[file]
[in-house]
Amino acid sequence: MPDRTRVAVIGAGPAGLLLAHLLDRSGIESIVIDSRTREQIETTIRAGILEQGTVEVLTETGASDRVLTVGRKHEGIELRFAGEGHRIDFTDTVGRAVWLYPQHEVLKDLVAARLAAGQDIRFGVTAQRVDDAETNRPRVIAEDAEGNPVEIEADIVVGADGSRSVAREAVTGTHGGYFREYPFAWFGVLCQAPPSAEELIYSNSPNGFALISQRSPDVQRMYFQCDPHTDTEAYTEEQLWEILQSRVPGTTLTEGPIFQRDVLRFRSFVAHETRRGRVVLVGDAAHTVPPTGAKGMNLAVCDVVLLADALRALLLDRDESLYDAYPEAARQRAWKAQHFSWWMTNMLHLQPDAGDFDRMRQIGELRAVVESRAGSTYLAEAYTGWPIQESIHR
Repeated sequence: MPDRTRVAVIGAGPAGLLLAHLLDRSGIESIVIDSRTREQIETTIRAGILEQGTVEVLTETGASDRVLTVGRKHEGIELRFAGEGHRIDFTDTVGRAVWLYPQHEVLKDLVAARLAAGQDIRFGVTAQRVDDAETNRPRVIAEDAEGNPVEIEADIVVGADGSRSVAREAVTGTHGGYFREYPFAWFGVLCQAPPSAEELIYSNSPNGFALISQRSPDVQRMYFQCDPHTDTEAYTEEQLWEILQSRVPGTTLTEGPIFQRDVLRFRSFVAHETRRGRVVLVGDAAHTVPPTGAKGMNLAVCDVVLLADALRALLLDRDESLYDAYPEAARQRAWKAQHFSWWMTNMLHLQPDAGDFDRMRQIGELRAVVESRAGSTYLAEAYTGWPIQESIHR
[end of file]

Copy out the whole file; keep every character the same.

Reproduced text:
[in-house]
Amino acid sequence: MPDRTRVAVIGAGPAGLLLAHLLDRSGIESIVIDSRTREQIETTIRAGILEQGTVEVLTETGASDRVLTVGRKHEGIELRFAGEGHRIDFTDTVGRAVWLYPQHEVLKDLVAARLAAGQDIRFGVTAQRVDDAETNRPRVIAEDAEGNPVEIEADIVVGADGSRSVAREAVTGTHGGYFREYPFAWFGVLCQAPPSAEELIYSNSPNGFALISQRSPDVQRMYFQCDPHTDTEAYTEEQLWEILQSRVPGTTLTEGPIFQRDVLRFRSFVAHETRRGRVVLVGDAAHTVPPTGAKGMNLAVCDVVLLADALRALLLDRDESLYDAYPEAARQRAWKAQHFSWWMTNMLHLQPDAGDFDRMRQIGELRAVVESRAGSTYLAEAYTGWPIQESIHR
Repeated sequence: MPDRTRVAVIGAGPAGLLLAHLLDRSGIESIVIDSRTREQIETTIRAGILEQGTVEVLTETGASDRVLTVGRKHEGIELRFAGEGHRIDFTDTVGRAVWLYPQHEVLKDLVAARLAAGQDIRFGVTAQRVDDAETNRPRVIAEDAEGNPVEIEADIVVGADGSRSVAREAVTGTHGGYFREYPFAWFGVLCQAPPSAEELIYSNSPNGFALISQRSPDVQRMYFQCDPHTDTEAYTEEQLWEILQSRVPGTTLTEGPIFQRDVLRFRSFVAHETRRGRVVLVGDAAHTVPPTGAKGMNLAVCDVVLLADALRALLLDRDESLYDAYPEAARQRAWKAQHFSWWMTNMLHLQPDAGDFDRMRQIGELRAVVESRAGSTYLAEAYTGWPIQESIHR